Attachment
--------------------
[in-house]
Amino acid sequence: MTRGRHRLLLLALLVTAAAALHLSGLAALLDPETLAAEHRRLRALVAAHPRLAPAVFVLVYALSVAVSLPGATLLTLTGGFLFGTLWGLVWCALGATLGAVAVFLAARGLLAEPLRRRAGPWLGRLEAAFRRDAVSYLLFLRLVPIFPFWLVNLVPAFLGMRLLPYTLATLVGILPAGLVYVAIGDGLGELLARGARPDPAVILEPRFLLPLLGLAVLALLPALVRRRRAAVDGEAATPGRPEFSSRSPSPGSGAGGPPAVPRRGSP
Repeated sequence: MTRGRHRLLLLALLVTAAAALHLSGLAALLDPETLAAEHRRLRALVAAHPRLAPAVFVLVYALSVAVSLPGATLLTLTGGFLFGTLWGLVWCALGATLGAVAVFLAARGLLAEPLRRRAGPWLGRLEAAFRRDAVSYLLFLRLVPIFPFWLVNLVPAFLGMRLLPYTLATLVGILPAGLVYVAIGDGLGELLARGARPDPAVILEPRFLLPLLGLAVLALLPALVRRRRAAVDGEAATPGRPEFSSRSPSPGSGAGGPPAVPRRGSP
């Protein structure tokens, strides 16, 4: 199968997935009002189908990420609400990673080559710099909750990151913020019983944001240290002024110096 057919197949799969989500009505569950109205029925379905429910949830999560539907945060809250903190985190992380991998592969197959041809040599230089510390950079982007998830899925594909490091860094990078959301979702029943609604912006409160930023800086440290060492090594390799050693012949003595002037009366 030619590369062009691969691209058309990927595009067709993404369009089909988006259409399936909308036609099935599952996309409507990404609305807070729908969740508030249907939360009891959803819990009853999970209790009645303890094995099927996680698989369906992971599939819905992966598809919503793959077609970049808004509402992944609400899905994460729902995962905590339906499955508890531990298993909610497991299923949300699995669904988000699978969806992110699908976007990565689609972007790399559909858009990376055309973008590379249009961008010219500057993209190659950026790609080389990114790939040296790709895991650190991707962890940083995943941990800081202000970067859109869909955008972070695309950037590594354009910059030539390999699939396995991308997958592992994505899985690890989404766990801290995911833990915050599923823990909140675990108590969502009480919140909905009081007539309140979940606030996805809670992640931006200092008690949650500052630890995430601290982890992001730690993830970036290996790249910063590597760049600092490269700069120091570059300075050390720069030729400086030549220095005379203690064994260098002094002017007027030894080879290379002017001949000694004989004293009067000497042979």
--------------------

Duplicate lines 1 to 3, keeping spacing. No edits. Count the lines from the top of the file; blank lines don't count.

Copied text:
[in-house]
Amino acid sequence: MTRGRHRLLLLALLVTAAAALHLSGLAALLDPETLAAEHRRLRALVAAHPRLAPAVFVLVYALSVAVSLPGATLLTLTGGFLFGTLWGLVWCALGATLGAVAVFLAARGLLAEPLRRRAGPWLGRLEAAFRRDAVSYLLFLRLVPIFPFWLVNLVPAFLGMRLLPYTLATLVGILPAGLVYVAIGDGLGELLARGARPDPAVILEPRFLLPLLGLAVLALLPALVRRRRAAVDGEAATPGRPEFSSRSPSPGSGAGGPPAVPRRGSP
Repeated sequence: MTRGRHRLLLLALLVTAAAALHLSGLAALLDPETLAAEHRRLRALVAAHPRLAPAVFVLVYALSVAVSLPGATLLTLTGGFLFGTLWGLVWCALGATLGAVAVFLAARGLLAEPLRRRAGPWLGRLEAAFRRDAVSYLLFLRLVPIFPFWLVNLVPAFLGMRLLPYTLATLVGILPAGLVYVAIGDGLGELLARGARPDPAVILEPRFLLPLLGLAVLALLPALVRRRRAAVDGEAATPGRPEFSSRSPSPGSGAGGPPAVPRRGSP